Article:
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What is Technological VAW?

Technological Safety for Women Experiencing Abuse

Violence against women (VAW) is a societal issue that can manifest in many forms. In an increasingly technology-reliant world VAW has also gone digital, with perpetrators now employing technological means to harm women and girls. 

This technology-facilitated violence can accompany other forms of abuse, from stalking survivors of sexual violence to economic abuse. But how exactly do some abusers misuse technology to inflict violence on women?

What does technology-facilitated violence against women look like?

According to the BC Society of Transition Houses (BCSTH), technology-facilitated VAW can take place in the form of:

Harassment: repeatedly contacting, threatening, or intimidating women over text, email, or social media.

Stalking/Criminal Harassment: using technology to knowingly harass women causing them to reasonably fear for the safety of themselves or others they know. This can be done through using apps, location trackers and other stalkerware to keep tabs on a survivor’s movements, or using hidden cameras, webcams or apps to watch a survivor’s day-to-day activities. Perpetrators can repeatedly try to directly or indirectly communicate with survivors through apps, social media, or texting.

Impersonation: using technology to pretend to be someone else to inflict violence and exert control, potentially threatening a woman’s relationships or reputation. Perpetrators may send friends, family, or even employers messages or emails that the survivors themselves did not write, or by impersonating a new partner or friend to get close to the survivor (also known as “catfishing”). They also may close a survivor’s accounts, cancel their utility accounts, or change their passwords.

Monitoring/Surveillance: perpetrators can use physical or remote access to devices to follow a survivor’s communications and activities. Apps, spyware, key-stroke loggers, and family and friend location capabilities on devices help perpetrators keep track of a survivor’s location. Furthermore, they may place GPS trackers into vehicles or purchase GPS-enabled accessories to achieve the same means. They can also use strategically placed hidden cameras to follow the survivor’s offline movements or log into devices, email, or social media accounts to monitor online activity.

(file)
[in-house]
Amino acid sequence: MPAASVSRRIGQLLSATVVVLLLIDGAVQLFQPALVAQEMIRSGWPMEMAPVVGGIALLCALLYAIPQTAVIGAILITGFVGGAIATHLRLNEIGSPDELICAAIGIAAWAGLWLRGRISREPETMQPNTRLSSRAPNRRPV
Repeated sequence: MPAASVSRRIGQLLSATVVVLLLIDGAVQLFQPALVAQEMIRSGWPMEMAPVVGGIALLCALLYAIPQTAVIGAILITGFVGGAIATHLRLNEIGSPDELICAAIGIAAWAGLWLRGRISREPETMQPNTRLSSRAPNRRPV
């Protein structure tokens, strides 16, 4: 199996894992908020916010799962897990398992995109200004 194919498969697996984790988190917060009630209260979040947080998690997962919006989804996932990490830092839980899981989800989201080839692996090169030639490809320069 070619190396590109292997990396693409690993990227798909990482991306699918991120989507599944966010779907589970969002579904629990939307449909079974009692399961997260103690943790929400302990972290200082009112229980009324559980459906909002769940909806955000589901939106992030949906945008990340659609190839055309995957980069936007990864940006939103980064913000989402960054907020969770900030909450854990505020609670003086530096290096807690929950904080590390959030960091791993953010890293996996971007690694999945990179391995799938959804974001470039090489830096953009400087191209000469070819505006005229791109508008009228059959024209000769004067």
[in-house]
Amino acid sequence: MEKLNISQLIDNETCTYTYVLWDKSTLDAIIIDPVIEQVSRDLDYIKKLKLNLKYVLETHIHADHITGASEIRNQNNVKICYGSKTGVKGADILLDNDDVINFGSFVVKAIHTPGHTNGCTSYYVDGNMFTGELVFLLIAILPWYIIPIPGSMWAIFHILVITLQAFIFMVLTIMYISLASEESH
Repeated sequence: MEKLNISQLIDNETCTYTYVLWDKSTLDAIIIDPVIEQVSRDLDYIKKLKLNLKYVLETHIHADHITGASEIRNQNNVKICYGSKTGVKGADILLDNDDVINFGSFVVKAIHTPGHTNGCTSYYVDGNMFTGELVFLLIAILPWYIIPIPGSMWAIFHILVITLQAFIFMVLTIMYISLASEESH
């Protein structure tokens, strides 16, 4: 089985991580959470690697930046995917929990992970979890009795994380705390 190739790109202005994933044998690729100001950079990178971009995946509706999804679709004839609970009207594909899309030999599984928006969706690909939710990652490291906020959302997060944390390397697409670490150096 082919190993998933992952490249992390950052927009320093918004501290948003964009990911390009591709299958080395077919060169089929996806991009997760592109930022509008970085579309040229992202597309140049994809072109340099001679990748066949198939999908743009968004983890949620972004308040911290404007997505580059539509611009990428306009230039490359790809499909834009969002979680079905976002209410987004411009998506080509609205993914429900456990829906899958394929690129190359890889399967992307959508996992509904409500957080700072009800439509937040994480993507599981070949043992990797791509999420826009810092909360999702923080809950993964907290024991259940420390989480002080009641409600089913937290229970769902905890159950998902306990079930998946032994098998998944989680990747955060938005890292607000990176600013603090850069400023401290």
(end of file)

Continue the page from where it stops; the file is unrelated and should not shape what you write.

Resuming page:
Threats: using language threatening to humiliate, harm, or extort a survivor through technology such as social media, email or text. Perpetrators may lock a survivor out of their online accounts (social media, email, banking, etc.) or threaten to post personal information or material if a survivor doesn’t comply with their demands.

Non-Consensual Distribution of Images: non-consensual sharing, posting, and distributing of private or intimate pictures or videos. This may be done by posting this content online or directly sending the images/videos to friends, family or colleagues to humiliate, degrade, and harm the survivor. While some survivors may face blame and judgement for sharing or consenting to take private images/videos, it is important to know that any violence inflicted against a woman is never her fault.

Doxxing: publishing private or identifiable information of a survivor on social media or websites without consent. Such information may be a survivor’s name, address, phone number, email address, or passport/SIN numbers.

Further Information

As technology evolves over time, it’s important to make sure your safety planning strategies are up-to-date to account for changing circumstances. It is also crucial to remember that there is always help available — community anti-violence support resources are there for you to provide additional assistance regarding your safety. You can reach Victim Link BC at 1-800-563-0808 or find a program through the BCSTH member directory.

Source: BC Society of Transition Houses, 2019

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